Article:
Activity WIKI:

  Share your strategies on how you incorporate one or all of the  three levels of interaction into your teaching practice. Add your ideas to the Wiki.


Student to Instructor:
Tool: Chat/Wimba;
Activity: Course Welcome


During the first week invited students to join me for a "webinar" that allowed me to introduce myself and give students an orientation to the site.  Using the AppShare feature, I focused on showing the students how to navigate the site, specifically how find the important course information.  After the orientation, I hosted a short Q ansession.  This got the students off on the right foot.  I also archived the event and posted it in the site.  This was especially helpful for students who registered late and could not attend the session.



Student to Student:  
Tool: LMS Wiki;
Activity:Building a Menu


At different points in the term they would learn about the different elements of a menu (i.e. appetizers, entrées and desserts).  In a group, students use a Wiki to begin creating a menu that would be presented at the end of the term.



Student - Content:  
Tool: External Wiki;
Activity:Personal Recipe Portfolio

I encourages students to set-up accounts on PB wiki or another internet-based WIKI tool (Not Wikipedia). I chose to use an external Wiki because I wanted the students to continue to use this resource throughout the culinary.  The purpose of the wiki was to create a Personal Recipe Portfolio; an area to store personal recipes that could be easily edited and new ones could be added. 






The Welcome Message

In an effort to create a learning community with your students, you should model the relationship building process by preparing a personalized welcome message for your students.  While the message should be representative of your personality, it should include the following information:


  1. A brief description on how to communicate within the course site.
  2. General expectations about the course and student conduct.
  3. Initial instruction on how to proceed in the course (i.e. a general overview of how you have organized the course materials.)

Other information you can include:

    1. A brief biography, including some facts about your qualifications and expertise in the topic, and a little bit about your motivation, interest and goals in teaching this course. The goal here is to establish credibility regarding your expertise in the subject area and to give them an opportunity to see the "human side " of their teacher.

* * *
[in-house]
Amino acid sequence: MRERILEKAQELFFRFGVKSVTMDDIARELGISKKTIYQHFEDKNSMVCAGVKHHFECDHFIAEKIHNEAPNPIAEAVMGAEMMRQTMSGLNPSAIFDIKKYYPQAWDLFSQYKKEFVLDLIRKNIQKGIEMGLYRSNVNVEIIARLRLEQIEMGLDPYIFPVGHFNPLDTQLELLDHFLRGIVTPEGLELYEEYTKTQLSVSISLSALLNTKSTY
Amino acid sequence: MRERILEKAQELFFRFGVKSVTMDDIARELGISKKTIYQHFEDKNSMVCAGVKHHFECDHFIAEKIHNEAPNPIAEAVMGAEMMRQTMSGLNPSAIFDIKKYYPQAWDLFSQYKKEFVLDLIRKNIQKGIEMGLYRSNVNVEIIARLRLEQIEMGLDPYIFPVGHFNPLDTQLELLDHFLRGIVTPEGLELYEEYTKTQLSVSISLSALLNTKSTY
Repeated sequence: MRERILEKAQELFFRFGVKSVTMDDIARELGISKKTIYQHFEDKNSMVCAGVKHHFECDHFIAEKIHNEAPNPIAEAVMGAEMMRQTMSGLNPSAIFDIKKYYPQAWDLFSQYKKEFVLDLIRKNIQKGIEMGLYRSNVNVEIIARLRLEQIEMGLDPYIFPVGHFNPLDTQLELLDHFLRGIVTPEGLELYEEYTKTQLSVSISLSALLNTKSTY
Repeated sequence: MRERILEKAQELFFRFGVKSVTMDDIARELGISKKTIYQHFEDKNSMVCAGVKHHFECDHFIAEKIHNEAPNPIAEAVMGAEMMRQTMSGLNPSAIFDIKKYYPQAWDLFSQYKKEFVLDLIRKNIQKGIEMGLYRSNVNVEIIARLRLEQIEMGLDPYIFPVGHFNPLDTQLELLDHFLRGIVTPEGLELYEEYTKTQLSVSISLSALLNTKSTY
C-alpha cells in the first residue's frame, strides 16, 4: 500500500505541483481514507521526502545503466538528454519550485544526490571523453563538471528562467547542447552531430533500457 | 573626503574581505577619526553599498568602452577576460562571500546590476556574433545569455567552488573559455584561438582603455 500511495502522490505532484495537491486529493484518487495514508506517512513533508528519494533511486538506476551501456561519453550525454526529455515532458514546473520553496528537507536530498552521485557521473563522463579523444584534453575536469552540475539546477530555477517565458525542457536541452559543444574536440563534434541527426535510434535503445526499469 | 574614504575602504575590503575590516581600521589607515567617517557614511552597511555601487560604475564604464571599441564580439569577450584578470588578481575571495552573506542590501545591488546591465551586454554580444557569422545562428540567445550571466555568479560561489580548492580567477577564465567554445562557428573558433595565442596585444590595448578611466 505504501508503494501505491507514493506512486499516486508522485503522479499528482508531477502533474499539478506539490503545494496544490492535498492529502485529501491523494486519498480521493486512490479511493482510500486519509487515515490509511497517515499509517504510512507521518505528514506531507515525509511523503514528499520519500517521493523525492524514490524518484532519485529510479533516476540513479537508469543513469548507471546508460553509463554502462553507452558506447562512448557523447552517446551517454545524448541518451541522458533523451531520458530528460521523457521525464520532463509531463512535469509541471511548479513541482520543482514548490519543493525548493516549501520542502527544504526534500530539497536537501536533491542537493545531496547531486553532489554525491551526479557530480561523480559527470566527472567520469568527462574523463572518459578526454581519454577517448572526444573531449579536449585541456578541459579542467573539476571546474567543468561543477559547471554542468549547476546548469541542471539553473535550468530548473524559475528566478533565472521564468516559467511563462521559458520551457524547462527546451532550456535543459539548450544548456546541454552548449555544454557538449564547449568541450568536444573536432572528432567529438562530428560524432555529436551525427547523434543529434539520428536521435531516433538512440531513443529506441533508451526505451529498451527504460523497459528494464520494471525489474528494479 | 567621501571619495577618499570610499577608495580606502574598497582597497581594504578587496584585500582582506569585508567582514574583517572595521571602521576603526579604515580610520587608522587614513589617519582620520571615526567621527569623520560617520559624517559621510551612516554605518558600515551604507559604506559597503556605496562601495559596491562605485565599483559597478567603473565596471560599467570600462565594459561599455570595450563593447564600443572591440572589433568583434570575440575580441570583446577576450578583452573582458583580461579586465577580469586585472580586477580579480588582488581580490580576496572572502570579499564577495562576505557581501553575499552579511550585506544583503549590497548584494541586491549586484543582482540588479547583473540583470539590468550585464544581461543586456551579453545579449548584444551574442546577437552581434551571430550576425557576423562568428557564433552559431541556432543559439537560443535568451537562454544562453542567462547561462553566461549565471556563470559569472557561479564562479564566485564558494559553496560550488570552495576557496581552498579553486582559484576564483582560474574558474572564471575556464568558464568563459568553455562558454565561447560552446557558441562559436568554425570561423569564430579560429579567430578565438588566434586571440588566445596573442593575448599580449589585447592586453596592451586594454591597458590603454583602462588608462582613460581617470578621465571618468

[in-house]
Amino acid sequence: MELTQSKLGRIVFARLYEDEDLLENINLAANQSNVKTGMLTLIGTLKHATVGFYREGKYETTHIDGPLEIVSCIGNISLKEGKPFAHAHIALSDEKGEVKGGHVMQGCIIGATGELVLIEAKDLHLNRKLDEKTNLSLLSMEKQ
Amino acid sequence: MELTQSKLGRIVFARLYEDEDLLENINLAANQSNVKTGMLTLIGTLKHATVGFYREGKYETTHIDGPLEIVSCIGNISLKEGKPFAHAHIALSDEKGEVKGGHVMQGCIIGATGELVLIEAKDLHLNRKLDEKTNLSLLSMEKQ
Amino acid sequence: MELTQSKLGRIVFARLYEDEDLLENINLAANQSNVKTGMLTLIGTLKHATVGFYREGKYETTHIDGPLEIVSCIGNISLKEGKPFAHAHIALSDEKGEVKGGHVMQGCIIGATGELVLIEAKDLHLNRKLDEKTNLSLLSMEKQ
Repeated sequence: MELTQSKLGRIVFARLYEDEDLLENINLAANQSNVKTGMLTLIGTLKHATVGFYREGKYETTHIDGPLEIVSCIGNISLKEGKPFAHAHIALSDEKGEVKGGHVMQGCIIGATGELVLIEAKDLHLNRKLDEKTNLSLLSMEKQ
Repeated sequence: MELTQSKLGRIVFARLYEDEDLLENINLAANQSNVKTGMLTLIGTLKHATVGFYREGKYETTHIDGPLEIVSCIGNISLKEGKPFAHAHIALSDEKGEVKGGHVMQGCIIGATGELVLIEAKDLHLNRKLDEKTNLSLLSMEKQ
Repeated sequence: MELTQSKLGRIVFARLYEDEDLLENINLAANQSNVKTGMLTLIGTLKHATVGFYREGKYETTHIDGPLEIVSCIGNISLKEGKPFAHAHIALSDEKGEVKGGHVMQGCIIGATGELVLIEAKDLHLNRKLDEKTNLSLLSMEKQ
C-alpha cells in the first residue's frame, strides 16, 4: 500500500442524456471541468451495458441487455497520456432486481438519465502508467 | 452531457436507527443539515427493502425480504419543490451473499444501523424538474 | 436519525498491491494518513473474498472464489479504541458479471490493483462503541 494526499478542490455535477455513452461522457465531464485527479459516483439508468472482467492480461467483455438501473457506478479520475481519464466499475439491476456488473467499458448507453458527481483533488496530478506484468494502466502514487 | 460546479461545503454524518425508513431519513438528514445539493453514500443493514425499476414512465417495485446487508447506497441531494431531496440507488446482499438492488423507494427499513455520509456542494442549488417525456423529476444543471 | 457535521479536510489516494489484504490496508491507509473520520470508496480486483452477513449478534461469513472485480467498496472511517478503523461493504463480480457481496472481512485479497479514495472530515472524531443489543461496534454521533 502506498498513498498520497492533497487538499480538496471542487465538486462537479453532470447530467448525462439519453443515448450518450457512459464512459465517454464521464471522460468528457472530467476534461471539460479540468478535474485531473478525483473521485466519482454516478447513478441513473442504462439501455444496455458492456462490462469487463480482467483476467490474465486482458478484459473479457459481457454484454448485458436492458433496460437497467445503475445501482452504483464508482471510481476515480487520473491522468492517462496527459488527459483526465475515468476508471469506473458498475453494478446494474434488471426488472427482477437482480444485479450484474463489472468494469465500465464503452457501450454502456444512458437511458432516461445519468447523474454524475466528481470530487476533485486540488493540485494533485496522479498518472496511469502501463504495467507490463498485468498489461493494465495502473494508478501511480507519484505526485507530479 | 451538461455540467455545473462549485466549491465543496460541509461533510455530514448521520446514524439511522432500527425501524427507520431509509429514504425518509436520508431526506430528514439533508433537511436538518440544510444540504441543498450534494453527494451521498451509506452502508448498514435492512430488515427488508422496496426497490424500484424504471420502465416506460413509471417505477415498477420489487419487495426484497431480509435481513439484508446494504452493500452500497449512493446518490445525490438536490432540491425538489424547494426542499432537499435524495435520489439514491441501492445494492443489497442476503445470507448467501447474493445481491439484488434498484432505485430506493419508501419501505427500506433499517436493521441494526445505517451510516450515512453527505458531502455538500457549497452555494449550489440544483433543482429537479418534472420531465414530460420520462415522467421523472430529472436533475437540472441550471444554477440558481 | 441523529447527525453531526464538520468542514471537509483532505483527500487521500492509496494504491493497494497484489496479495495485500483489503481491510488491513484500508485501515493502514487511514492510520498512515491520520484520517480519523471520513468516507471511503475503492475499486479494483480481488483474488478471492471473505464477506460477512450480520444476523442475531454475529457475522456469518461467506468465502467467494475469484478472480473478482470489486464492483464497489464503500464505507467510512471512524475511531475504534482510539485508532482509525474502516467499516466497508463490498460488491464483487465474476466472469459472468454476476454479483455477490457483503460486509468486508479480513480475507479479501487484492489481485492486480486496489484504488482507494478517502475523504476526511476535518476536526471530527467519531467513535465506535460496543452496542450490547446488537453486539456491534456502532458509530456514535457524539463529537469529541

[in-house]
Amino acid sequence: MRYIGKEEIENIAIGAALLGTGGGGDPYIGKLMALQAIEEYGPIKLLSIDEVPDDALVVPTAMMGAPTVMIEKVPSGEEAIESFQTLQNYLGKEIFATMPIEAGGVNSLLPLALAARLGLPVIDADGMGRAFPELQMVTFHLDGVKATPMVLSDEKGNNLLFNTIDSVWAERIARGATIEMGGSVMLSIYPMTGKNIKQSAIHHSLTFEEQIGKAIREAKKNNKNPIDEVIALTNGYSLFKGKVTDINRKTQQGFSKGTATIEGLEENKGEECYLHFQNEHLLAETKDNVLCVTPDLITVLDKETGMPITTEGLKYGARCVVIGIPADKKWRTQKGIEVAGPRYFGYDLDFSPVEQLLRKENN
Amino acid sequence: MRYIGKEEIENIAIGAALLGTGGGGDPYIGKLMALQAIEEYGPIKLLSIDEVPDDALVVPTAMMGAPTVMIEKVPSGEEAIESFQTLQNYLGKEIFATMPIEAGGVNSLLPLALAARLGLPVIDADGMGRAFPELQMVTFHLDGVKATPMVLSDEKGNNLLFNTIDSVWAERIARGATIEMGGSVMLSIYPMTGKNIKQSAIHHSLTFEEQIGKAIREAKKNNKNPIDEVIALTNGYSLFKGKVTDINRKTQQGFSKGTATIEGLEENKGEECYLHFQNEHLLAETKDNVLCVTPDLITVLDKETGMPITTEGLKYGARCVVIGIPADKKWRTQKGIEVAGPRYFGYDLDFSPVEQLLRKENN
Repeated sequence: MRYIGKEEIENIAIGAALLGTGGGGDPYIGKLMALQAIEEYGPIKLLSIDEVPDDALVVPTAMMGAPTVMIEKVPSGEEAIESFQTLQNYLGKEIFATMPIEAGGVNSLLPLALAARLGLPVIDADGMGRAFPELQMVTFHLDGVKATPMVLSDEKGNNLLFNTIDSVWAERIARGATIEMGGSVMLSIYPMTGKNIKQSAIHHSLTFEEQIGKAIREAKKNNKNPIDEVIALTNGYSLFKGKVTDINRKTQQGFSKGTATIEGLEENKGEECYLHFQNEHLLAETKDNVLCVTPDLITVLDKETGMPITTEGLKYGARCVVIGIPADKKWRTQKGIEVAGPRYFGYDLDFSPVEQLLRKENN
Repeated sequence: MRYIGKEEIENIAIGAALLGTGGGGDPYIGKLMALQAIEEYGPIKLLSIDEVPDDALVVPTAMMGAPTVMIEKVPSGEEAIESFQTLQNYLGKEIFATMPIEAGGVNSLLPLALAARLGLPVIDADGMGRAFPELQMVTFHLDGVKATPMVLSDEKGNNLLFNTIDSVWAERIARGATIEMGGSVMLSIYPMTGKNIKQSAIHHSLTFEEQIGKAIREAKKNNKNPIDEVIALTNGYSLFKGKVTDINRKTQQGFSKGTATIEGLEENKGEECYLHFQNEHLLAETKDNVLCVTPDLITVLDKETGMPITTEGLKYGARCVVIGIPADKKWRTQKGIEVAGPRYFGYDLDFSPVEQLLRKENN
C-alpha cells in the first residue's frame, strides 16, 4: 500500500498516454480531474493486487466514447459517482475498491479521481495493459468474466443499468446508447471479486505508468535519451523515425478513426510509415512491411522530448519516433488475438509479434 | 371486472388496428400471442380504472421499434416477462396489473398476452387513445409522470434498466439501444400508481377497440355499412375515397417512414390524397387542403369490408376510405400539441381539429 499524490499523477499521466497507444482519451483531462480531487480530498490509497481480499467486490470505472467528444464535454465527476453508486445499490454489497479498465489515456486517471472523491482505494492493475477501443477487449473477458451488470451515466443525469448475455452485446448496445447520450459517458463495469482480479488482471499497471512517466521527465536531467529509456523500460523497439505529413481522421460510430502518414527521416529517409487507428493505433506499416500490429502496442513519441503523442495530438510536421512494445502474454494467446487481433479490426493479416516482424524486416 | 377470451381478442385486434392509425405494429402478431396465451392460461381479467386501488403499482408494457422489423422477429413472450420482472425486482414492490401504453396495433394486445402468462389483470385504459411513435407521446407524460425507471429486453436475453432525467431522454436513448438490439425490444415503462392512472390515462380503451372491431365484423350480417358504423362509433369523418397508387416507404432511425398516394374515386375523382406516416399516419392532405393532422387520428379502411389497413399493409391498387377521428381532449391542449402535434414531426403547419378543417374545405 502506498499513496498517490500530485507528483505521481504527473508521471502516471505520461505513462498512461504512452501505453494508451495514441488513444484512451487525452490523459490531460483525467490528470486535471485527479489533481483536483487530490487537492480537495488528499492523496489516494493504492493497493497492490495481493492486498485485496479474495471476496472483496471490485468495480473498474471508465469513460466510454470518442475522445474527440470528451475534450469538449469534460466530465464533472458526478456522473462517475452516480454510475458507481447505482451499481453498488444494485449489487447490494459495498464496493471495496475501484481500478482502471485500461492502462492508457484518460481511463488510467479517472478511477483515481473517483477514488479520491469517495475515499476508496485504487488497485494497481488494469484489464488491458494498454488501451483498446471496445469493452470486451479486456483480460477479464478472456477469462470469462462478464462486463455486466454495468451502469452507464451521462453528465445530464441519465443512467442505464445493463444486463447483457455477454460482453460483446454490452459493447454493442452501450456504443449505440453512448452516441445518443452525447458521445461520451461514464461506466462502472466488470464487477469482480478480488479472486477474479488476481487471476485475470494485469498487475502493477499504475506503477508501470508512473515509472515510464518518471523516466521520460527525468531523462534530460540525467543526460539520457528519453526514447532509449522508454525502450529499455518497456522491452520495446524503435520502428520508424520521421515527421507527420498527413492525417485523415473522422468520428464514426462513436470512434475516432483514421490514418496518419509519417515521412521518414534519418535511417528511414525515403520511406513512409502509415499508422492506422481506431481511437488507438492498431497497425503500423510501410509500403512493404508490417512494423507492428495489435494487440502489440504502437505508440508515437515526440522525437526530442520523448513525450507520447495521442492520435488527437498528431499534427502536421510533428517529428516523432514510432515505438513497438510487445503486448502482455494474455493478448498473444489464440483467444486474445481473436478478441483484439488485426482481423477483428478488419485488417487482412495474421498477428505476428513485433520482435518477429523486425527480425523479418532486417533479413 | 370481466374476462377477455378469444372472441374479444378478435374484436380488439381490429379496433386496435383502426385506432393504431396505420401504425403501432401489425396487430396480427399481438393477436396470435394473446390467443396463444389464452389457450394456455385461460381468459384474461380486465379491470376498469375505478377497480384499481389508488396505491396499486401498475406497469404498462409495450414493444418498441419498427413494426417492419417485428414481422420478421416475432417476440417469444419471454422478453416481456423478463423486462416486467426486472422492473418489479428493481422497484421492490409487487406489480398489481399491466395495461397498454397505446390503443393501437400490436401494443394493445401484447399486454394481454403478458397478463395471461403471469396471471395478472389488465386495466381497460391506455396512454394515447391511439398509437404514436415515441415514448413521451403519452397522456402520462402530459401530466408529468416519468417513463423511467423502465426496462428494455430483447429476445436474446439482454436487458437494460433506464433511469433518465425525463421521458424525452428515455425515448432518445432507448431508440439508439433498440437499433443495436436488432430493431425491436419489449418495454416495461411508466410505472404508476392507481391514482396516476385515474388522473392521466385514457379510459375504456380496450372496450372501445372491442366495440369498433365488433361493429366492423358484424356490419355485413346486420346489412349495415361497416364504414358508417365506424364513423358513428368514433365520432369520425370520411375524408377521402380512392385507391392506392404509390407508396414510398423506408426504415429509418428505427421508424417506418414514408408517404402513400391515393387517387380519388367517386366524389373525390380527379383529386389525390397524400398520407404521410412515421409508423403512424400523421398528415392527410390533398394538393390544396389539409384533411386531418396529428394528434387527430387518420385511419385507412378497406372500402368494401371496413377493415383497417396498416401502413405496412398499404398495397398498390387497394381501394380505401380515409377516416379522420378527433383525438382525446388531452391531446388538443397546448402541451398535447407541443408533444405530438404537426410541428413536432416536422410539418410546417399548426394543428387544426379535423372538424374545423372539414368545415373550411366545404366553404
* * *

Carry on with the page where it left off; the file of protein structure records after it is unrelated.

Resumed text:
2. Complete information about where the student can go for help, organized by the type of help needed.
    3. Request that students go to the discussion board and introduce themselves to their fellow classmates.  You should lead this discussion by posting your introduction and model your expectations.


    Information Icon

    Good Resource:

    Get Your Online Course Off To A Good Start by Susan Biro, EdD. Think about what tips you can use. Is there anything you would add? 


    Tumblr Activity:

    Share your best practice: Welcome Message  Comment on our blog and share what types of activities you have used to engage your students during the first week of class?


     two people

    Getting your students engaged from Day 1

    As with all courses, there is a lot of flux and change during the first couple weeks of classes.  Typically students have up to one week after the official start date of a course to register, so it is not uncommon to see your class list change dramatically in the first week.  It is important to keep this in mind when you are planning your initial course activity.


    As Susan Biro, EdD states in her article "Get Your Online Course Off to a Good Start," make sure the initial activities are “low stake activities”. Use the first week to allow students to become familiar with the course site, each other and with you.  It is very de-motivating for a student to first enter an online course and feel as though she/he has already fallen behind.  When activities are introductory or don’t have a large impact on the final grade, the student will feel less overwhelmed.




In an effort to minimize the isolation factor that is often attributed to the online learning environment, the faculty member must ensure all students are engaged in the course.  With an understanding of the various learning styles present in the online classroom, you will be able to identify ways that will motivate and encourage the learner.


The student may choose to participate in an online course for a variety of reasons, but most often it is for the flexibility the environment offers.  As a good online teacher, you need to ensure that you are presenting your content in a manner that is not complicated or places additional barriers to success.